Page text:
As I wrote yesterday, I was excited in reading the case file of Jankel Srulovici to see that the principal witness who came forward to vouch for him at the hearing to determine his admission into the US was a brother-in-law named Gustave Rosenzweig. Gustave is the fourth child of my great-grandparents David Rosenzweig and Esther Gelberman whom I have been able to locate. He was my great-grandmother Ghitla’s older brother and also Tillie and Zusi’s brother. I had already noted his name on Bertha Strolowitz’s marriage certificate in 1915, but now I have some verification that he was in fact a member of the same family. Not simply because he testified for Jankel and helped post the bond for his admission, but because he described Jankel and Tillie in his testimony as his brother-in-law and sister.
I have now done research to learn more about this man, my great-great uncle, who had $6000 in assets in 1908 and a painting supply business in Brooklyn and who had already impressed me with his character for helping out his family. From various records, I have learned that Gustave was born in Romania in September, 1861. He married his first wife, Gussie, in 1882, according to the 1900 census.
It is not at all clear exactly when Gustave and Gussie arrived in NYC, and I have not yet found a ship manifest for either of them. On his naturalization papers in January of 1892, Gustave wrote that he had arrived on April 12, 1887.
Some of the census reports indicate that Gussie and Gustave emigrated in 1881, others say 1888. According to the 1900 census, their first child Lilly was born in Romania in 1884, and if Lilly was born in Romania, the later date seems to be more accurate. On the other hand, the 1905 and 1910 census reports say that Lilly was born in the United States, and, according to the 1905 census, that Gussie and Gustave had been in the US for 22 years, i.e., since 1883. At any rate, Gustave and Gussie were certainly in the United States by 1888, and thus he was the earliest of the Rosenzweig children to come to America, at least a few years before Zusi, 13 years before his nephew Isidor Strolowitz, 15 years before my grandfather Isadore Goldschlager, and almost 20 years before Tillie, over 20 years before Ghitla.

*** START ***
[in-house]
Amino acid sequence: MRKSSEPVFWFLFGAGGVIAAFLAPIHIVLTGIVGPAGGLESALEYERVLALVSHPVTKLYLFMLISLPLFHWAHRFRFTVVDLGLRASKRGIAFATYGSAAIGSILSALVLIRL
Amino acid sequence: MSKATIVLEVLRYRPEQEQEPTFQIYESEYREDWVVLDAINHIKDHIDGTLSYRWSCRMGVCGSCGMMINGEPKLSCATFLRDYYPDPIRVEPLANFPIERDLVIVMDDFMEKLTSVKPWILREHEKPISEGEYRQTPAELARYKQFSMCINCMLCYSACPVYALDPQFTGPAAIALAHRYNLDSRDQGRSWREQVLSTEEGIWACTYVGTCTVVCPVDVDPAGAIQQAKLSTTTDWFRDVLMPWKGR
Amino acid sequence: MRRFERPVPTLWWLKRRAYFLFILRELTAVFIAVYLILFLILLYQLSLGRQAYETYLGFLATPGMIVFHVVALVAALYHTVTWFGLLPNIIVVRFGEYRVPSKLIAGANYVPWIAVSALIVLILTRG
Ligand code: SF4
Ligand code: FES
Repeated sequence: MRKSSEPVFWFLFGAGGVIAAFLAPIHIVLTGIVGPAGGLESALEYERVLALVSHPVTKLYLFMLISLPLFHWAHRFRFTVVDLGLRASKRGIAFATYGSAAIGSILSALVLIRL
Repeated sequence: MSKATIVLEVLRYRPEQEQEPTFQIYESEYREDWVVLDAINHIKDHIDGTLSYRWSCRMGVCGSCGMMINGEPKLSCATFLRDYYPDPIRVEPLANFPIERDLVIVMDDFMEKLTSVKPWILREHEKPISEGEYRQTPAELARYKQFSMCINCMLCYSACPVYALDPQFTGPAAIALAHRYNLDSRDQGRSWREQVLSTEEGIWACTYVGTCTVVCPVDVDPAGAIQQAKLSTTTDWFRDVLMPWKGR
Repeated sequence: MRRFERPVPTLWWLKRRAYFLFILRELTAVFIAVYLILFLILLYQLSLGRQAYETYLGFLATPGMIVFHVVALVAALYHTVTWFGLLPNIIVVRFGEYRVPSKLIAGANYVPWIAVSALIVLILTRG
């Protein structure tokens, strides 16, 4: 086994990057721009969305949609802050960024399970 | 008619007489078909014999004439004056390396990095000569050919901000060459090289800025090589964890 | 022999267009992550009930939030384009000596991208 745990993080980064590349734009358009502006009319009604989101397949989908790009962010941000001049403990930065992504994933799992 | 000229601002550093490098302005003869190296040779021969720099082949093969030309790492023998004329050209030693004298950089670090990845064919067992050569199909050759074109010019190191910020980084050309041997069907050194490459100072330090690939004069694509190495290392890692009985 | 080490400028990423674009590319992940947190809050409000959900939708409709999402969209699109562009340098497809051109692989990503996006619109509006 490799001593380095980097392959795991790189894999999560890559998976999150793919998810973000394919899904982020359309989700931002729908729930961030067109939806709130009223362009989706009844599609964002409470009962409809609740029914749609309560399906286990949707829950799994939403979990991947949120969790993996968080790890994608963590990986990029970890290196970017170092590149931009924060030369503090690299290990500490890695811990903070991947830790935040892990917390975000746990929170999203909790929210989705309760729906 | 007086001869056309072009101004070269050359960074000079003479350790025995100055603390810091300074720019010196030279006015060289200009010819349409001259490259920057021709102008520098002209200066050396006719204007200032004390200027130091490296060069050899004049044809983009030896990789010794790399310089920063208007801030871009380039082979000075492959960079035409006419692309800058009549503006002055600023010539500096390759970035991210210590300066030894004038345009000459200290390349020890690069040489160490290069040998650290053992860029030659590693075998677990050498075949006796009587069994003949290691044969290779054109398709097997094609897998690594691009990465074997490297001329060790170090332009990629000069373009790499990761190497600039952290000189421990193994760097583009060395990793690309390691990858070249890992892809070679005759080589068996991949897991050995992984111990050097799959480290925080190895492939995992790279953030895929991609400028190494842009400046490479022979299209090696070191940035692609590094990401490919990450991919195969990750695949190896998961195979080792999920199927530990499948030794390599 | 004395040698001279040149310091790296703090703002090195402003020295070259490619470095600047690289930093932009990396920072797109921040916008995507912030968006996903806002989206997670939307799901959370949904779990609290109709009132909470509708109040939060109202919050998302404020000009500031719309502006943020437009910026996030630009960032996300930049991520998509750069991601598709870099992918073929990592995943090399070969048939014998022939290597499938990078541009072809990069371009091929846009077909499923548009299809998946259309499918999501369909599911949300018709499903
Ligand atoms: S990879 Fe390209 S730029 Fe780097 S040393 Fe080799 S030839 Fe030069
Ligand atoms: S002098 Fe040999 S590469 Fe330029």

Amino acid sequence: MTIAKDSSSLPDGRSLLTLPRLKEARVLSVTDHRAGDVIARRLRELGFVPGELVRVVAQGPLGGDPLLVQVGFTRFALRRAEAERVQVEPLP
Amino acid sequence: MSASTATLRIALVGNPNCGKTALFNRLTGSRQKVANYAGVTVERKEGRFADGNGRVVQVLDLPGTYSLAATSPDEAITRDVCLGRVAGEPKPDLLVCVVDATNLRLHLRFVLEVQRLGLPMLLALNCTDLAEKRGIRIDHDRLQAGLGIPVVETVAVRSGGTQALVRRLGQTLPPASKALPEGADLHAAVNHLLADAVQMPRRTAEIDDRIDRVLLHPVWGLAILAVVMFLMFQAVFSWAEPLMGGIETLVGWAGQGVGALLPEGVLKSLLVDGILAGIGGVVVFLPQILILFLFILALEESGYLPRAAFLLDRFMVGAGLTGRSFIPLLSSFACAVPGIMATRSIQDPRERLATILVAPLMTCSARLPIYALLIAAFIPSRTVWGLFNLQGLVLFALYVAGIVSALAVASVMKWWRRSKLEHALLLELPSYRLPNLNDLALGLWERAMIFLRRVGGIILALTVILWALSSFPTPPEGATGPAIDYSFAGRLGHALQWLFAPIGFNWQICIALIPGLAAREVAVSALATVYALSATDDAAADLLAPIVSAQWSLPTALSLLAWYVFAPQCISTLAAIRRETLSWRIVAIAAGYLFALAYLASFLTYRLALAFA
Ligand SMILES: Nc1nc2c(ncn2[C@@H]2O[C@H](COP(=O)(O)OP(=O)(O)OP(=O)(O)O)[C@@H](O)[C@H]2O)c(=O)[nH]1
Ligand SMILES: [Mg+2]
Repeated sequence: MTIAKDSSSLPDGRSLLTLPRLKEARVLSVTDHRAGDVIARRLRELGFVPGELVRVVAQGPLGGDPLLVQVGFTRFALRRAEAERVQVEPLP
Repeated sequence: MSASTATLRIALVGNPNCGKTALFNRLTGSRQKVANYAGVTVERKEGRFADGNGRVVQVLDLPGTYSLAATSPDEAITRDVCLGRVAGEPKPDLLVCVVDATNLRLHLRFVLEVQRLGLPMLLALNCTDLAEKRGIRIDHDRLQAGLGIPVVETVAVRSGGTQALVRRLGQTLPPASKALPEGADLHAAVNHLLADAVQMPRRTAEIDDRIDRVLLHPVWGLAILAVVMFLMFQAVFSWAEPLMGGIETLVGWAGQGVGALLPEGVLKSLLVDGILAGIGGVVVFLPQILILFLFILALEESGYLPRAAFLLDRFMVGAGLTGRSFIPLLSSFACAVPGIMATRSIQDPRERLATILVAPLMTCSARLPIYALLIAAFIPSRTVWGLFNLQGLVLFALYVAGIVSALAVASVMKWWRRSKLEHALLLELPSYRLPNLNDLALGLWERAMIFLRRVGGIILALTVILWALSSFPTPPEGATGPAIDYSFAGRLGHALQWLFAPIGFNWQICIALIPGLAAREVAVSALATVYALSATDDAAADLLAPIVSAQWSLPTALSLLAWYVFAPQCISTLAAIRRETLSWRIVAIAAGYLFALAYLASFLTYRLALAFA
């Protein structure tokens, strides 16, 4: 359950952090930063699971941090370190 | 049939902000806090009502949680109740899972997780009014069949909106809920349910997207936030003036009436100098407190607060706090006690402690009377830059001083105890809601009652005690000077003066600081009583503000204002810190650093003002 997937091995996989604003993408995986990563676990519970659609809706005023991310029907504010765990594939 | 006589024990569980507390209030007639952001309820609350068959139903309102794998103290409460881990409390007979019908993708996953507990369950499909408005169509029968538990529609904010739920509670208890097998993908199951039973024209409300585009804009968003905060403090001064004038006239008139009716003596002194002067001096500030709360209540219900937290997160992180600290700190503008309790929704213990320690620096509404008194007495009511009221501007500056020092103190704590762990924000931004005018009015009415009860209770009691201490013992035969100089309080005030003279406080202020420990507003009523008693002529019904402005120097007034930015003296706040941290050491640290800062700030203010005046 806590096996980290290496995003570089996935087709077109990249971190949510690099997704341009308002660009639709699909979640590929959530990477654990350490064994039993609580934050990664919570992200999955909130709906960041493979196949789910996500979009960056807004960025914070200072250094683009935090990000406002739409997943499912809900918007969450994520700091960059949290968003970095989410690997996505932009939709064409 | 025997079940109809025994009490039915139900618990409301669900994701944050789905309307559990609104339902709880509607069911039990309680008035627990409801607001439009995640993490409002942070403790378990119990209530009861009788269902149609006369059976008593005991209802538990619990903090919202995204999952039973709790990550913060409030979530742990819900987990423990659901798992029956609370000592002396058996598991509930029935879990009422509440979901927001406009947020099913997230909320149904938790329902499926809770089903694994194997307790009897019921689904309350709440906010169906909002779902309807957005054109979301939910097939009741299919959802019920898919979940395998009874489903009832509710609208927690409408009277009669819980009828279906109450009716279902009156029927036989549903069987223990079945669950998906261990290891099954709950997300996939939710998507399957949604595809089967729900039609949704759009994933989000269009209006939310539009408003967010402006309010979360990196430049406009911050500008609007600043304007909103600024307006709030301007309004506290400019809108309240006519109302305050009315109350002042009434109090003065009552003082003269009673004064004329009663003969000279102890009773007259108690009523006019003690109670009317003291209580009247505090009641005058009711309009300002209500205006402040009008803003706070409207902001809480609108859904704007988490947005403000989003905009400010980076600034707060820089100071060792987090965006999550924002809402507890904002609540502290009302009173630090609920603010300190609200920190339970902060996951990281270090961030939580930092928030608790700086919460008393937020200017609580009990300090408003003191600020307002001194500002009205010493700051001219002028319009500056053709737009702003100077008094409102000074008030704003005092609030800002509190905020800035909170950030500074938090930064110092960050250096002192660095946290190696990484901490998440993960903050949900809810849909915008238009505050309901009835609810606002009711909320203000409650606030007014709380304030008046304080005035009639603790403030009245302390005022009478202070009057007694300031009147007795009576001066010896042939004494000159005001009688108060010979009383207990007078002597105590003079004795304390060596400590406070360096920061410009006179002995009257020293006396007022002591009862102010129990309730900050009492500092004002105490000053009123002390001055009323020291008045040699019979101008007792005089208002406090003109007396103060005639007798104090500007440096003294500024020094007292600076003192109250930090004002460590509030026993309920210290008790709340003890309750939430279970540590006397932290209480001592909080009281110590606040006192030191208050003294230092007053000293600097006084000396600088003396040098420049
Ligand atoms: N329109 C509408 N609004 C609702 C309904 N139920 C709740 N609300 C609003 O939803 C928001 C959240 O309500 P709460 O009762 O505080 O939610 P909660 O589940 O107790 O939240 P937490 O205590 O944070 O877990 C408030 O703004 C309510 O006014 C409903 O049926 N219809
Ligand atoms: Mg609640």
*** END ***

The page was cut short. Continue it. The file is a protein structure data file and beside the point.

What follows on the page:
The earliest record I have of Gustave in NYC is an 1892 New York City directory listing him as a painter, living on Eldridge Street in the Lower East Side. His naturalization papers also indicated that he was a painter, as was Jankel Srulovici and his two sons Isidor and David. It makes me wonder whether Jankel and Gustave had been in business together as painters back in Iasi. Jankel would have been about ten years older, so perhaps he trained Gustave and brought him into his business. Gustave might have felt some sense of gratitude to him as well as brotherly love for his sister Tillie, motivating him even more so to help bring Jankel into the country.
Gussie and Gustave moved several times after 1892—uptown on East 74th Street in 1894, downtown to E. 6th Street in 1900, and to Brooklyn by 1905, where they first lived in Fulton Street and then on Franklin Avenue, where they were living in 1908 at the time of Jankel’s hearing. Throughout this period of time, Gustav was a painter, eventually owning his own paint supply business, and he and Gussie were having many children: after Lilly came Sarah (1888), Abraham (1890), Rebecca (1894), Jacob (1895), Harry (1897), Joseph (1898), Lizzie (1900) and Rachel (1903). Apparently there were five others who died, as the 1900 census reports that Gussie had had thirteen children, eight of whom were then living.
It’s mind-boggling on many levels. First, how did the support and feed all those children and where did they fit them? And secondly, how did they endure the deaths of five children? I’ve seen this many times. In fact, on the 1900 census for Bessie Brotman, my great-grandmother, it reports that she had had nine children, only four of whom where then living. I cannot imagine how these mothers coped with losing these babies. Did it make them less able to bond with each newborn, fearing they would not survive, or did it make them cherish each new child even more, knowing how fragile life was and how difficult it was for a child to survive?